Escapist Fiction or Nothing Books for Nobody People

Used Bookstore, Madrid
Used Bookstore, Madrid

Have you ever been in that mood in an airport bookstore, or maybe when you have insomnia, and you just want a book to read, any book, that makes you forget yourself and while away an hour or two?

I was in that mood, just a couple of weeks ago, picked up a random bestseller (the current thriller by James Patterson), had barely got through a quarter of it when I started skimming, then skipping to the end. End result? Disappointment.

Actually, I should have known that was coming. Whenever I’ve picked up what I’ve come to term “nothing books for nobody people,” I’ve invariably been disappointed. You know, books that fall into the “beach books” or “train reading” category. Books that if they fell out of your bag you wouldn’t miss, and wouldn’t bother replacing.

Some people call them “escapist fiction.”

Yesterday night I had insomnia and remembered an Agatha Christie I had picked up the other day at a charity used book sale for our local library. My  memories of Agatha Christie have always been a bit rose-colored since her mysteries when I was younger, seemed clever and quaint, with a detective and his egg-shaped head and OCD problems.

So I was looking for  some cheap entertainment for an insomniac moment and found instead frustrated disappointment. Just as I had at differing times with contemporary writers like Alexander McCall-Smith and P.D. James.

Right now I’m dwelling on the mystery/thriller genre, but the same applies to “nothing books for nobody people” in any genre, including the literary. They are books that require a state of enervated being, weakness or boredom or or a sense of being held hostage to a situation. They require a blank slate or a sophomoric passivity. And even then, they will disappoint to the extent that quite likely you will never pick them up again except in a moment of desperation.

“Nothing books for nobody people” require not just a willing suspension of disbelief as all fiction does, but a willing suspension of any discernment whatsoever, whether intellectual or common sense.

For example, if you’re looking for a mystery/thriller that’s a “something book for somebody people,” pick up a classic (there’s a reason why they’re called that), like one by Raymond Chandler or Stephen King (depending on the title).

But frankly the best book to have ready at those odd enervated moments during the day or night is the Bible. Or for train/airport/beach reading, a well-written history.

You won’t be disappointed. End of story.

DailyPostPrompt: disappointment

6 thoughts on “Escapist Fiction or Nothing Books for Nobody People”

  1. I really like that phrase “nothing books for nobody people”! Perfectly describes Patterson books, if you ask me… Have you tried Georgette Heyer crime? Or Dorothy L Sayers? Two of my favourites. Same era as Christie (who I’ve always thought of as the Enid Blyton of Crime: good stories, simply written – not an insult, btw: Blyton was my favourite author as a child).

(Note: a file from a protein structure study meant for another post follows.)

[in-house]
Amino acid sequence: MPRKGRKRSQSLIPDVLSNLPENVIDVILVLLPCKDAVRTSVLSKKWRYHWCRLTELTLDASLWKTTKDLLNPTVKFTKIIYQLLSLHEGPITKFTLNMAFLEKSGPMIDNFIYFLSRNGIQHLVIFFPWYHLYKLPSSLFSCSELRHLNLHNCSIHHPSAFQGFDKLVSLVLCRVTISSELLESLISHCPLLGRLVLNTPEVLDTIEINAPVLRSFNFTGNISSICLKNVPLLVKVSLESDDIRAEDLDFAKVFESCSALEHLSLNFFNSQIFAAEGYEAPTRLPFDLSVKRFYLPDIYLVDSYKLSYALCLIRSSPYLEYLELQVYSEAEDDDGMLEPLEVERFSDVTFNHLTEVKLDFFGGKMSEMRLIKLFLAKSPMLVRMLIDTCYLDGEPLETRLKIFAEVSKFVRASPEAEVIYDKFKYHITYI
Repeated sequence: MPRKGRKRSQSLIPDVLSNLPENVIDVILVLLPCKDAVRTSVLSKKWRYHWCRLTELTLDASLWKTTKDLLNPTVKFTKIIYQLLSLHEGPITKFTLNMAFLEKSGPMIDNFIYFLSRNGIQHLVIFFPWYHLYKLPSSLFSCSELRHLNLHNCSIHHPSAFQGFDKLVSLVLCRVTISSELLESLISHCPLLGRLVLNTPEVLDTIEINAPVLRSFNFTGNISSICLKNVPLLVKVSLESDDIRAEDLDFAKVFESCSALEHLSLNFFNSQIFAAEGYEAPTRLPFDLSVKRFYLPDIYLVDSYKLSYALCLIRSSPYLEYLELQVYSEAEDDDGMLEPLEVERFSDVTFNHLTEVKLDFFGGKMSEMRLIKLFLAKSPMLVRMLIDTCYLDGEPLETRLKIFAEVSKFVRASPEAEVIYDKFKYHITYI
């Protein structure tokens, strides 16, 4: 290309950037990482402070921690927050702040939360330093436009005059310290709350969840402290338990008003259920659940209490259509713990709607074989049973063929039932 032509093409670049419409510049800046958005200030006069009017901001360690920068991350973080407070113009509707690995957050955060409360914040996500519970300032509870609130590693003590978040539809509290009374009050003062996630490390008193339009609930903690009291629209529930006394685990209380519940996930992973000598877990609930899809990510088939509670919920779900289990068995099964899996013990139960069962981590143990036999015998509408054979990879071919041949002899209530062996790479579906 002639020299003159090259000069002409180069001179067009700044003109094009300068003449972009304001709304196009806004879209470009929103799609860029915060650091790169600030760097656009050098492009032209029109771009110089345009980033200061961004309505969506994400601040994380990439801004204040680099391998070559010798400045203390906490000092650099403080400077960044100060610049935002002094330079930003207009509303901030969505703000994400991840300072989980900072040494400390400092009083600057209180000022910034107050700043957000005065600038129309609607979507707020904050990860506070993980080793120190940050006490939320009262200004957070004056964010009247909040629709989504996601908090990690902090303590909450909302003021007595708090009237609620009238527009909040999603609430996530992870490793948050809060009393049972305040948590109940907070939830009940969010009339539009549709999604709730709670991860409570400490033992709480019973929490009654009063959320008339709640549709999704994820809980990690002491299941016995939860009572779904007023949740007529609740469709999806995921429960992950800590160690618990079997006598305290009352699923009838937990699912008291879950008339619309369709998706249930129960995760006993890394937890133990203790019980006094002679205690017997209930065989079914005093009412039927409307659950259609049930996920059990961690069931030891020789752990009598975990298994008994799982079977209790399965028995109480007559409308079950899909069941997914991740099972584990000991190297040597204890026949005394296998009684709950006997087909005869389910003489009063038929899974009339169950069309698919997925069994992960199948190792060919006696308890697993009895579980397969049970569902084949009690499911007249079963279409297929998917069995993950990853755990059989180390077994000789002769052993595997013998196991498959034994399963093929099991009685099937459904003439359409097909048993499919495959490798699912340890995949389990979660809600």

1. I have read Heyer’s mysteries – all of them! – and have enjoyed every one. Enid Blyton is a new name to me, but now that you’ve mentioned her, will giver her a try. If you haven’t read Simenon’s Maigret series, give them a go. They’re very street Parisian with a lot of local color. Thanks for your recommendations and for dropping by 🙂

      Liked by 1 person

      1. Should warn you Blyton was a children’s author. I’ve never read Maigret, but keep meaning to (isn’t that the worst? Never getting around to reading books you just keep meaning to!). But I want to have a look at the BBC series, and feel I should read the books first, so I might actually get around to it this time!

        You’re welcome – always happy to recommend my favourites 🙂 Hope you enjoy them too – and please to find another Heyer fan!

        Liked by 1 person

  2. I guess since between about ten and forty I could be found daily in the sports section, my desperation reading is well-reviewed baseball bios. Folks like Mariano Rivera, Willie Mays and Pedro Martinez. To me the two hardest things in sports are hitting and pitching a baseball. The three of them had lots of heart and determination on top of their God-given talent. Willie, now into his 90s, had the most elegant baseball swing I can remember. Rivera and Martinez were the two most dependable pitchers under pressure I have ever seen. All three bios engaged me when finding the right read and desperate. My spouse, Kristine, enjoys baseball almost as much as I do. We both revere the Bible, sometimes read in desperation, but usually in our quiet times, which I hope I am more dilligent about

    Liked by 1 person

      1. I’m glad we can agree, especially in seeking after God’s word. To be honest, in this one regard at least I’m relieved that wisdom comes with age by God’s grace, even as other things like health may diminish.

        Liked by 1 person

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